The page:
Opening Prayer: Our God of the second chance, God of love, thank you for loving us into life now and forever. Help us to love you with all our hearts, and to love all of our neighbors especially those who are most difficult to love. We ask this through Your Beloved Jesus, who lives with You and the Holy Spirit, One God forevermore. Amen.
Liturgy of the Word
(I am using The Inclusive Bible translation by Priests For Equality.)
2 Chronicles 36:14-17, 19-23 “…for God had compassion for the people…”
Psalm 137 “May my tongue cleave to the roof of my mouth if I forget You”
Although the people in exile cannot joyfully sing their much loved hymns they remember God
Ephesians 2:4-10 “God, loving us so much, brought us to life in Christ”…We are “God’s work of art…”
The Gospel John 3:14-21 God’s great love transforms us into light for the world
The readings for this fourth Sunday of Lent are about God’s boundless love for us. God’s love can transform our lives so that we can reflect the love and light of God. How good it is to have a God of love and not a God of vengeance or indifference. How good it is to be loved. And yet, I wonder, how do we really know, embrace and experience this love and make it known to others beyond empty words? Do we have a relationship of love or of obligation or negotiation with our God?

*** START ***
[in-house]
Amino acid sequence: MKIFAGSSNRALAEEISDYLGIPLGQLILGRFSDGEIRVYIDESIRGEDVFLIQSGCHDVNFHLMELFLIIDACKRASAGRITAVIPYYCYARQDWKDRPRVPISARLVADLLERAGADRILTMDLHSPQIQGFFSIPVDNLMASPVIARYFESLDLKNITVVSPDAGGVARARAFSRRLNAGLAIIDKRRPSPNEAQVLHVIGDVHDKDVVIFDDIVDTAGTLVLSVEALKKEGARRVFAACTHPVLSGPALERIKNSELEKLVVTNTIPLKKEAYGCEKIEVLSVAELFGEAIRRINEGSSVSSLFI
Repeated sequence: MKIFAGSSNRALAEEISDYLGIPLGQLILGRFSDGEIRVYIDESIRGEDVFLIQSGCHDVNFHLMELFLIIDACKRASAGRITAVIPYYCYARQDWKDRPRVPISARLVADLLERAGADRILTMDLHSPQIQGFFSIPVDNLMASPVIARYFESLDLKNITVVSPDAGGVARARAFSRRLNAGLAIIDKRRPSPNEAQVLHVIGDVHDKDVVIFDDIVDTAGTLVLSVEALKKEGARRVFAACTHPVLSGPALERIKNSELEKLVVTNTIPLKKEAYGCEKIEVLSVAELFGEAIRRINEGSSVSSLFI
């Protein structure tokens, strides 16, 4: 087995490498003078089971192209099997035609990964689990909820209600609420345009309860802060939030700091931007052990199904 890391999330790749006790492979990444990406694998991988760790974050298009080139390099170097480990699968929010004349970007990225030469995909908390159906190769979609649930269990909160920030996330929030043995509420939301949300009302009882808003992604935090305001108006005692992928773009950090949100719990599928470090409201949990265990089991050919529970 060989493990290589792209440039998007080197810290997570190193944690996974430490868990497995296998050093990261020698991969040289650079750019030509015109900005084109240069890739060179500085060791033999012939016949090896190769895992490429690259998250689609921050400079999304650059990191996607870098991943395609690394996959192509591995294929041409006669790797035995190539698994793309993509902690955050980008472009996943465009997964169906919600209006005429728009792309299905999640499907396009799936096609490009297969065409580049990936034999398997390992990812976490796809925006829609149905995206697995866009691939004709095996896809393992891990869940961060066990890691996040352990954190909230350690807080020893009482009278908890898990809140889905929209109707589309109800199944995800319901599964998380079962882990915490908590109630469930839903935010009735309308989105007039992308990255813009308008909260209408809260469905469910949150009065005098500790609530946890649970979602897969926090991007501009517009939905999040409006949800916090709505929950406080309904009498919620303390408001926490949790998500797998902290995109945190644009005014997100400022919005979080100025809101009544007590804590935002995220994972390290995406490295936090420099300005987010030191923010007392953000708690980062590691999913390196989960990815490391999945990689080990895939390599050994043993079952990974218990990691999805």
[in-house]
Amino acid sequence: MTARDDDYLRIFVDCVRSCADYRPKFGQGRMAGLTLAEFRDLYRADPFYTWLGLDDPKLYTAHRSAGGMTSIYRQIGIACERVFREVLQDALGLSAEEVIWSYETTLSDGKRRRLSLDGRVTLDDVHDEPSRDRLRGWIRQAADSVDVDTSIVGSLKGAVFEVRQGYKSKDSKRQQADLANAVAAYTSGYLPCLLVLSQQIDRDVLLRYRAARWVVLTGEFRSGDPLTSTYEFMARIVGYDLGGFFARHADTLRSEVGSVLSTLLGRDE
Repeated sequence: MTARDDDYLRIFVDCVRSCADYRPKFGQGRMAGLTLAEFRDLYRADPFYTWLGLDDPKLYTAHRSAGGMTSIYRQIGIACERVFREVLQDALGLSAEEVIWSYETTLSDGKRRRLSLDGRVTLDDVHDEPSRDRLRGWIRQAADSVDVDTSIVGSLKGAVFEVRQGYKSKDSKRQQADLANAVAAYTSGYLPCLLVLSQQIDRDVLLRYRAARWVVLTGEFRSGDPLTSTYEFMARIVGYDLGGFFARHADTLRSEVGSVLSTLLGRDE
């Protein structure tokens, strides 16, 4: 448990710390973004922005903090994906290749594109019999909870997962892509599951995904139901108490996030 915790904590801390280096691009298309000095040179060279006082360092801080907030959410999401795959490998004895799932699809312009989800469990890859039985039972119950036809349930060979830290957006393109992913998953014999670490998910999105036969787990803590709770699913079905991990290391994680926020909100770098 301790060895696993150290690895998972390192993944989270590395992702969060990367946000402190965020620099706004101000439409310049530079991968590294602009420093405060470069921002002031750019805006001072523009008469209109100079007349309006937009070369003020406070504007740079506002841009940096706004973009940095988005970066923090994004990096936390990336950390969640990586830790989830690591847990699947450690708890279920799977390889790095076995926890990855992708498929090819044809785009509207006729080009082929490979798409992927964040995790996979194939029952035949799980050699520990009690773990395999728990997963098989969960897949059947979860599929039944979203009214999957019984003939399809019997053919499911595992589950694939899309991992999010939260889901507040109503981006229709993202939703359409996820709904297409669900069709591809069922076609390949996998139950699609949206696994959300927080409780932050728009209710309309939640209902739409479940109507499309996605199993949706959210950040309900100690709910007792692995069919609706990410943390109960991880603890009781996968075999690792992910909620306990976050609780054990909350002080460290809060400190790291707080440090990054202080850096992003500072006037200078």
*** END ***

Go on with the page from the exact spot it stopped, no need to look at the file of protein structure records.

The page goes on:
A rousing yet plaintive and jaded Tina Turner song goes: “What’s love got to do with it? What’s love but a second hand emotion?” Well, dear friends, love has everything to do with it, and it is way beyond any type of emotion. It is the fullest giving of self and the very acts we engage in with one another and for justice on behalf of the least of us. It is what we long for and what God has freely given to God’s works of art-to each one of us.